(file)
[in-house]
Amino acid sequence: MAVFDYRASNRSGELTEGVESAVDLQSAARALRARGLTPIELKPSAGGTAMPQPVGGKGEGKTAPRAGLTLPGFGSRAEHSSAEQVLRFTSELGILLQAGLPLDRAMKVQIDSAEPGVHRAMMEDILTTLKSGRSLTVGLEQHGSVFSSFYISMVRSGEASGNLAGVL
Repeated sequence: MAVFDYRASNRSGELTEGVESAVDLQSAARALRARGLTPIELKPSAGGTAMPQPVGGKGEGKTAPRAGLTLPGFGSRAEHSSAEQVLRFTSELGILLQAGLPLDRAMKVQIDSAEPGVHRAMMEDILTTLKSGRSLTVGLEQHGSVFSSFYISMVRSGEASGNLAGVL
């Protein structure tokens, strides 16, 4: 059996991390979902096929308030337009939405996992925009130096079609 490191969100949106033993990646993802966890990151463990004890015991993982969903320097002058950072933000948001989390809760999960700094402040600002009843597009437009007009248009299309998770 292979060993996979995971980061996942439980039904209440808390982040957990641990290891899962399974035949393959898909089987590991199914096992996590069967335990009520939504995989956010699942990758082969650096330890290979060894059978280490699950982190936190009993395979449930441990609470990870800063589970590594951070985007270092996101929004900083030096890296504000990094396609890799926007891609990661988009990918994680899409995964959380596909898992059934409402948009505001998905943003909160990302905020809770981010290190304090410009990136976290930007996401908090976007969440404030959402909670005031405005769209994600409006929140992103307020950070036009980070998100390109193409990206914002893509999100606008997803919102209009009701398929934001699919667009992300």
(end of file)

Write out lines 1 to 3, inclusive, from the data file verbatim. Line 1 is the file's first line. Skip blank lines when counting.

[in-house]
Amino acid sequence: MAVFDYRASNRSGELTEGVESAVDLQSAARALRARGLTPIELKPSAGGTAMPQPVGGKGEGKTAPRAGLTLPGFGSRAEHSSAEQVLRFTSELGILLQAGLPLDRAMKVQIDSAEPGVHRAMMEDILTTLKSGRSLTVGLEQHGSVFSSFYISMVRSGEASGNLAGVL
Repeated sequence: MAVFDYRASNRSGELTEGVESAVDLQSAARALRARGLTPIELKPSAGGTAMPQPVGGKGEGKTAPRAGLTLPGFGSRAEHSSAEQVLRFTSELGILLQAGLPLDRAMKVQIDSAEPGVHRAMMEDILTTLKSGRSLTVGLEQHGSVFSSFYISMVRSGEASGNLAGVL